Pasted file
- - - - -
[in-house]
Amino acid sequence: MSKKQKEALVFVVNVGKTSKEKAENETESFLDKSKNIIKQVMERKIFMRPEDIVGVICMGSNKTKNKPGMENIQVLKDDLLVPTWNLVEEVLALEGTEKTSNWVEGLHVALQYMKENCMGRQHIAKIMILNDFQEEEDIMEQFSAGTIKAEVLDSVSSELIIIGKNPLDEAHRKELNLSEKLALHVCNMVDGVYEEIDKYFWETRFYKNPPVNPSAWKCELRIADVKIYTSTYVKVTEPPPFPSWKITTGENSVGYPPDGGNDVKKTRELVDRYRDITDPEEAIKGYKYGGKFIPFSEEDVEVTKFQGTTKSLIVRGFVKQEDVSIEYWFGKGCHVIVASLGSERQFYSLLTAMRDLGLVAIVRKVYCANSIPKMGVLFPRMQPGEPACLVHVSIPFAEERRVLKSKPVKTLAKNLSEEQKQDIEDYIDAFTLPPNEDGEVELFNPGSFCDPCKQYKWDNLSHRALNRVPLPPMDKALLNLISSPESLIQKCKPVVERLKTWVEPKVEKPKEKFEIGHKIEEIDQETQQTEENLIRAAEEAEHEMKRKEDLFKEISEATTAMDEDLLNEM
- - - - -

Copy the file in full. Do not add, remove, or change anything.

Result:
[in-house]
Amino acid sequence: MSKKQKEALVFVVNVGKTSKEKAENETESFLDKSKNIIKQVMERKIFMRPEDIVGVICMGSNKTKNKPGMENIQVLKDDLLVPTWNLVEEVLALEGTEKTSNWVEGLHVALQYMKENCMGRQHIAKIMILNDFQEEEDIMEQFSAGTIKAEVLDSVSSELIIIGKNPLDEAHRKELNLSEKLALHVCNMVDGVYEEIDKYFWETRFYKNPPVNPSAWKCELRIADVKIYTSTYVKVTEPPPFPSWKITTGENSVGYPPDGGNDVKKTRELVDRYRDITDPEEAIKGYKYGGKFIPFSEEDVEVTKFQGTTKSLIVRGFVKQEDVSIEYWFGKGCHVIVASLGSERQFYSLLTAMRDLGLVAIVRKVYCANSIPKMGVLFPRMQPGEPACLVHVSIPFAEERRVLKSKPVKTLAKNLSEEQKQDIEDYIDAFTLPPNEDGEVELFNPGSFCDPCKQYKWDNLSHRALNRVPLPPMDKALLNLISSPESLIQKCKPVVERLKTWVEPKVEKPKEKFEIGHKIEEIDQETQQTEENLIRAAEEAEHEMKRKEDLFKEISEATTAMDEDLLNEM